BACKGROUND Our objective was to investigate whether primary Sjögren’s syndrome (pSS) is associated with multiple system atrophy (MSA).METHODS We performed a retrospective cohort study assessing (a) rates of MSA in a cohort of patients with pSS and (b) rates of pSS in a cohort of patients with MSA. These data were compared with rates in respective control groups. We additionally reviewed the neuropathologic findings in 2 patients with pSS, cerebellar degeneration, parkinsonism, and autonomic dysfunction.RESULTS Our cohort of 308 patients with pSS had a greater incidence of MSA compared with 4 large population-based studies and had a significantly higher prevalence of at least probable MSA (1% vs. 0%, P = 0.02) compared with 776 patients in a control cohort of patients with other autoimmune disorders. Our cohort of 26 autopsy-proven patients with MSA had a significantly higher prevalence of pSS compared with a cohort of 115 patients with other autopsy-proven neurodegenerative disorders (8% vs. 0%, P = 0.03). The 2 patients we described with pSS and progressive neurodegenerative disease showed classic MSA pathology at autopsy.CONCLUSION Our findings provide evidence for an association between MSA and pSS that is specific to both pSS, among autoimmune disorders, and MSA, among neurodegenerative disorders. The 2 cases we describe of autopsy-proven MSA support that MSA pathology can explain neurologic disease in a subset of patients with pSS. These findings together support the hypothesis that systemic autoimmune disease plays a role in neurodegeneration.FUNDING The Michigan Brain Bank is supported in part through NIH grant P30AG053760.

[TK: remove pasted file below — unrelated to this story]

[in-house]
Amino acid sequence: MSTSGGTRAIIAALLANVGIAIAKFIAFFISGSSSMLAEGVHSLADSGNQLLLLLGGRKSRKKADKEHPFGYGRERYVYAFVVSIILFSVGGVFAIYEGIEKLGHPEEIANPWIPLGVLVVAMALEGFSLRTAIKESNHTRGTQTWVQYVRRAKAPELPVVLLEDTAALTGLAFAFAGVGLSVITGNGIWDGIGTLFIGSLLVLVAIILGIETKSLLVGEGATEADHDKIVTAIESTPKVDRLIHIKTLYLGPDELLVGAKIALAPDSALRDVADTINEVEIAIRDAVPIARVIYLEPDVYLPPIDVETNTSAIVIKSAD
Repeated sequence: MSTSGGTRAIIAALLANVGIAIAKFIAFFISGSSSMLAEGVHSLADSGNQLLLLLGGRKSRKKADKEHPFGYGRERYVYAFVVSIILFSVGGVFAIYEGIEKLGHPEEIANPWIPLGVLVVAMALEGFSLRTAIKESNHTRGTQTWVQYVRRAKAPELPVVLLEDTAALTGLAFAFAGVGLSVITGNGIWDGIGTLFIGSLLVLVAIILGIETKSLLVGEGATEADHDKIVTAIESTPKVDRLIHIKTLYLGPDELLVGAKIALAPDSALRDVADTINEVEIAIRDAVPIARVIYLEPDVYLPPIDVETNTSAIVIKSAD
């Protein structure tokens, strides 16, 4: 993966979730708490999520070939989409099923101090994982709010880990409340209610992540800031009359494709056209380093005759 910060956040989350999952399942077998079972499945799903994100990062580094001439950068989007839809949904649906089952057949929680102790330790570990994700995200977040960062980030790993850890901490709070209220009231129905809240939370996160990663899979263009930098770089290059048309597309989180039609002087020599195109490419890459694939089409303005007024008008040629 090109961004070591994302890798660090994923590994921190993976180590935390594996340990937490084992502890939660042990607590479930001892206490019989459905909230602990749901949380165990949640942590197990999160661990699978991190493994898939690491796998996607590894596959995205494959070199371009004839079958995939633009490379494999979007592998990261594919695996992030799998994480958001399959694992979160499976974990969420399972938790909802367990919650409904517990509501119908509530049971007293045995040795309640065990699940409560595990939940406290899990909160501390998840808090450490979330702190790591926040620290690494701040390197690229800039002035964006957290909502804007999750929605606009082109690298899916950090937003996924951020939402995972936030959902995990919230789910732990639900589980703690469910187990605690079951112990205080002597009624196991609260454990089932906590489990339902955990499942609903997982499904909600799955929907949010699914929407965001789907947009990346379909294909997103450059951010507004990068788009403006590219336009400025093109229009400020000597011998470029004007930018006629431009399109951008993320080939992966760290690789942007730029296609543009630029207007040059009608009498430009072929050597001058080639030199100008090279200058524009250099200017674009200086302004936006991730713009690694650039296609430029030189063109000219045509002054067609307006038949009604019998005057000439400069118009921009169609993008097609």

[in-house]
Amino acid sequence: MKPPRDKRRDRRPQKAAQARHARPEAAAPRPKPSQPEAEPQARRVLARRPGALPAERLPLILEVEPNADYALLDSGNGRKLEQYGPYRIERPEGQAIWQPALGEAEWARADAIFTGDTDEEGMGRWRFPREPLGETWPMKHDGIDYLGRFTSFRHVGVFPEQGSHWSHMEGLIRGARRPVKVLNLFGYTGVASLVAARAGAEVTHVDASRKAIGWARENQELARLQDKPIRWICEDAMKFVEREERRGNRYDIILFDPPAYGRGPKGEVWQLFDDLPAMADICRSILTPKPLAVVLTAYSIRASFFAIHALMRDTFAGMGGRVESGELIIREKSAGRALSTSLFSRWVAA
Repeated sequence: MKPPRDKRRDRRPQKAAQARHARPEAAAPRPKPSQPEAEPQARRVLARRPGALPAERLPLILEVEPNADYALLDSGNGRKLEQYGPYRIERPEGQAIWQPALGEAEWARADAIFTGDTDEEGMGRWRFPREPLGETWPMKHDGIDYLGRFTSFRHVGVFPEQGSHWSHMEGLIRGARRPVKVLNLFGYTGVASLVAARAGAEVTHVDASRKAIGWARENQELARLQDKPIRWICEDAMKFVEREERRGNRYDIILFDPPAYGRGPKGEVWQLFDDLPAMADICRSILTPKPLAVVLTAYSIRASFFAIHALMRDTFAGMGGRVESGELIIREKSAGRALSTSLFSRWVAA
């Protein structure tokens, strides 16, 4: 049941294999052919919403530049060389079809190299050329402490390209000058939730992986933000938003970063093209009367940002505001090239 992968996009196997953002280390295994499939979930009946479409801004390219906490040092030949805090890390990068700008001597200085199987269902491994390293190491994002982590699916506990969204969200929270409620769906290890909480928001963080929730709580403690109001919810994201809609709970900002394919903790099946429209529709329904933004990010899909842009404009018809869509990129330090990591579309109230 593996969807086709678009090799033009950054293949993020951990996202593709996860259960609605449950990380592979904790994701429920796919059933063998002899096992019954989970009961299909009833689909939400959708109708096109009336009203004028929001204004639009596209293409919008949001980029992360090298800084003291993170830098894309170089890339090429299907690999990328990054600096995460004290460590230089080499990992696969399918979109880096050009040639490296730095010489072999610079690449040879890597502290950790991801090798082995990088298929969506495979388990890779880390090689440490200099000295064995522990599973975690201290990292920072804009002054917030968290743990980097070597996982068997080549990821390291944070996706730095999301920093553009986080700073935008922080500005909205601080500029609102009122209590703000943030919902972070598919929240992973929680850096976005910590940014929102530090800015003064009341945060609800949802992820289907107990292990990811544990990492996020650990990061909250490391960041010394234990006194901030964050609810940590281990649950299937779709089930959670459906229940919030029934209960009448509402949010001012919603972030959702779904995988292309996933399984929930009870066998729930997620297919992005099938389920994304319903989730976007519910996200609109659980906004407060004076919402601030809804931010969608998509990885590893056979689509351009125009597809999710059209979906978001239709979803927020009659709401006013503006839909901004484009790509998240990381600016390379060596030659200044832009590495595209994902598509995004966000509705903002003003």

Kyle S. Conway, Sandra Camelo-Piragua, Amanda Fisher-Hubbard, William R. Perry, Vikram G. Shakkottai, Sriram Venneti